Originally Posted: Dec 10, 2019
Last Updated: Dec 10, 2019
This blog was originally posted on PrepExpert.com.
It’s rare for students to score a perfect 1600 on the SAT on their first try. However, you can always improve your overall SAT score from one test date to the next, as long as you have a plan and put in the hard work to follow it.
Here are 10 SAT score improvement tips that you can use when both studying for the test and on test day itself.
Related: Top 5 Myths About the SAT
Infographic by PrepExpert
1. Start studying immediately after a test
As soon as you can after taking the test, write down as much as you can remember from it. Write down anything that confused you, was unexpectedly difficult, sections you felt confident on, etc. This will help you plan for your next study cycle because now you’re aware of what you need the most help with on a live test. While your score report will help, these impression notes will help immediately start the next round of test prep.
2. Adjust your studying based on your score report
After taking the SAT, you will receive your official score report. Whether it’s good or bad, use that report to your advantage. Besides your total score and section scores, pay particular attention to the sub-scores. These are where you will receive the greatest benefit for your next prep round.
Look at the weakest scores and you’ll know what needs to be focused on next. Moreover, you’ll have the confidence of knowing which sections you’re already good at.
3. Optimize your study habits
Once you carve out the necessary time to study, the next important step is to optimize your study routine. Make sure to take at least one or two practice tests. The immediate benefit is identifying which sections give you the most trouble. You can then tailor your prep to what needs the most improvement. Once you feel confident, take another practice test, grade it, and see if you’ve improved.
If you have improved, that’s great; if you are still having trouble, then circle any questions you either were unsure of—and especially those you got wrong—to drill down what skills you need to further develop.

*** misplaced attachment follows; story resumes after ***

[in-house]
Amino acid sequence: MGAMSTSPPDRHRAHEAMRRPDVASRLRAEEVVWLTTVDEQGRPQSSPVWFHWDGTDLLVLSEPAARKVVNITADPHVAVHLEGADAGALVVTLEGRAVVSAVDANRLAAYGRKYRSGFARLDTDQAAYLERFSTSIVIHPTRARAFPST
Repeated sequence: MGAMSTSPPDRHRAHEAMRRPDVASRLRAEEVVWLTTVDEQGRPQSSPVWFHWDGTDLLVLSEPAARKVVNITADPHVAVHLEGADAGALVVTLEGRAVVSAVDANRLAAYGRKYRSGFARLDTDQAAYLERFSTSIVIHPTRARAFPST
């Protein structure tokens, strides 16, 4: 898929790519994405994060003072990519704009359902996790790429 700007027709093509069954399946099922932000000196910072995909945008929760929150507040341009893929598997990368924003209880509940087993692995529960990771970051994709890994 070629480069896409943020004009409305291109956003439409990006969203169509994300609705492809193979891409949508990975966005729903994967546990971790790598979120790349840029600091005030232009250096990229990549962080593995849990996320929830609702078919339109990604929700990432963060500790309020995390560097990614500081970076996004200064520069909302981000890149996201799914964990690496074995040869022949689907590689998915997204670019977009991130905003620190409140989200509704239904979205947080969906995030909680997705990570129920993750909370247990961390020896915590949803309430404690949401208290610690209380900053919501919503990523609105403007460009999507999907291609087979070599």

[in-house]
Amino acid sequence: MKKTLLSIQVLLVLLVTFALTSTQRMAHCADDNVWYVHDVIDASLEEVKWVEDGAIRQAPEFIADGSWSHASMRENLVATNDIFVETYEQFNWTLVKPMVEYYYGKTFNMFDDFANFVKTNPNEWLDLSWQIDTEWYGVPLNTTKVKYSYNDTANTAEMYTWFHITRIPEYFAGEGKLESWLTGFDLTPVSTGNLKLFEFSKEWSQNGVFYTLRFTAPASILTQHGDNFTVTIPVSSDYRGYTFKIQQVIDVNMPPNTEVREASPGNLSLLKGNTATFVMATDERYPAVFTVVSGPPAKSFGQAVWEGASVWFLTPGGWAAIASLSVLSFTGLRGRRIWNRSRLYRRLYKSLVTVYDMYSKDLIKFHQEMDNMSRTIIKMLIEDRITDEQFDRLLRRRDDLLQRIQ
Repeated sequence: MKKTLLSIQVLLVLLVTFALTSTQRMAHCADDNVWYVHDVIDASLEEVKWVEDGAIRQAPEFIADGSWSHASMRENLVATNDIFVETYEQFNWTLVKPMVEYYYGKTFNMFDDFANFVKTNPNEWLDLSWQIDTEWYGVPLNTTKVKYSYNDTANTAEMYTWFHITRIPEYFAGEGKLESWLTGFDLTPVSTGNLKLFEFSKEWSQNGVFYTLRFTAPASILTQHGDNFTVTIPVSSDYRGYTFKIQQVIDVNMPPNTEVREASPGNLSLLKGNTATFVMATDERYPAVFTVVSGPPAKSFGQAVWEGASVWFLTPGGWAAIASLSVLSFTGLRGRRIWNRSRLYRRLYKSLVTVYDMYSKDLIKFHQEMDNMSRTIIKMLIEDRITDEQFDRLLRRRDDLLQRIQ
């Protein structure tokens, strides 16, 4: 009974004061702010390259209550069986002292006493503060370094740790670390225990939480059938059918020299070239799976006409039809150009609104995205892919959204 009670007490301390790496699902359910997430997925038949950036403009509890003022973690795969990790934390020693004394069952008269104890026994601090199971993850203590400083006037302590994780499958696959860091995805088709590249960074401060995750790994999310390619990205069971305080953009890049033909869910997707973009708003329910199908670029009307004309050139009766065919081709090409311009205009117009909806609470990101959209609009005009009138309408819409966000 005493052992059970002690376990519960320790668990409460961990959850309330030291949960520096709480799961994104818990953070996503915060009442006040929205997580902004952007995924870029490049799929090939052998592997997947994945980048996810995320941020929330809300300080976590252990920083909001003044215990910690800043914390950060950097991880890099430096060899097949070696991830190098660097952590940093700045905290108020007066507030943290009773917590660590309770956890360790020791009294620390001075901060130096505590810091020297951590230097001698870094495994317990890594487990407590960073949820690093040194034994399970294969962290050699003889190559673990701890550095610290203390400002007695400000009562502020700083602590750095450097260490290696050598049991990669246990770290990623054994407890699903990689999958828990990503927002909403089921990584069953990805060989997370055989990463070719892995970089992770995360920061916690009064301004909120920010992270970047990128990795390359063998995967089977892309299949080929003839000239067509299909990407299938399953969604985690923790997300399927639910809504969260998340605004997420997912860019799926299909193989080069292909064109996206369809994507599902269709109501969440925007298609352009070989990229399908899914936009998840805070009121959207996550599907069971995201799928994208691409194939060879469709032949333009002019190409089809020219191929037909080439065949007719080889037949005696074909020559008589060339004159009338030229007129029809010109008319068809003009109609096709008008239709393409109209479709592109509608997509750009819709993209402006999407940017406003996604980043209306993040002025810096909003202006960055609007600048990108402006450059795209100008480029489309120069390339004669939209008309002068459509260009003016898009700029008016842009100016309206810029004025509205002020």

Related: Upgrade Your Study Habits
4. Create a study schedule
When you study, it’s important to break things up into easily digestible chunks for your brain to understand and memorize. The best thing to do is look at your current schedule, list out all your commitments, and look for gaps in availability. If you need to make space, then look at your commitments, rank them in order of importance, and consider cutting ones that aren’t essential to your overall success.
5. Study with high-quality materials
Contrary to popular belief, doing well on the SAT doesn’t just boil down to knowing a lot of math, reading, and writing skills. To score highly, you need to understand the actual test structure itself. The SAT operates through specific patterns you can use to your advantage. The trick is to learn how to take the SAT.
To do that, you need to use the most accurate study materials available in order to realistically replicate the experience and avoid developing bad habits and incorrect skills. Fortunately, the College Board and other places like Prep Expert provide quality study materials that accurately replicate the test-taking experience.
Related: Understanding Standardized Tests
6. Use practice tests as warm-ups and progress reports
Taking the SAT is a significant commitment that requires a lot of work and study. You need to simulate test-taking conditions to be ready for the time constraints you’ll face. Realistic practice tests will train you on both the test’s format and develop your physical and mental stamina for every section. Take multiple practice tests during your prep cycle to measure how much or little your studying is affecting your potential test score.
7. Find a study group
Sometimes it’s too hard to do it all by yourself, and study groups can help you improve and stay motivated. If you’ve been working on improving scores or problem areas and hit the wall, then don’t be afraid to look for help from peers. Chances are you’re not the only person in your class taking the SAT, so take advantage of that and join a study group with other classmates.
8. Set yourself a test score goal
One way to help focus your studying and motivate yourself is defining a goal of the score you want to hit. If you’ve taken the test already, then you can assess your section scores, especially the sub-scores, and use them to create a realistic improvement goal. If you have specific schools in mind that you’d like to attend, look at their SAT score requirements as goals to hit for motivation.
9. Use your study skills to help manage stress and fear
Taking the SAT can be nerve-wracking, but it doesn’t have to be. When preparing, it’s easy to feel overwhelmed by the test and pressured about failure. Don’t let that fear overtake you. Instead, when studying with practice tests, look at every wrong answer as a learning opportunity. If you miss a question, focus on why. Understand that insight and your entire study approach will be engaging rather than taxing.
Related: Time Management and Study Skills
10. Don’t cram for the SAT!
The SAT isn’t like your regular high school test; there’s too much information to know about the material and test format to shove into your brain at the last possible second. That’s why you absolutely need to set aside time and schedule well in advance before signing up for a test date. Setting aside one or two months of consistent prep time before a test is recommended for positive results. Your brain and nerves will thank you for it later.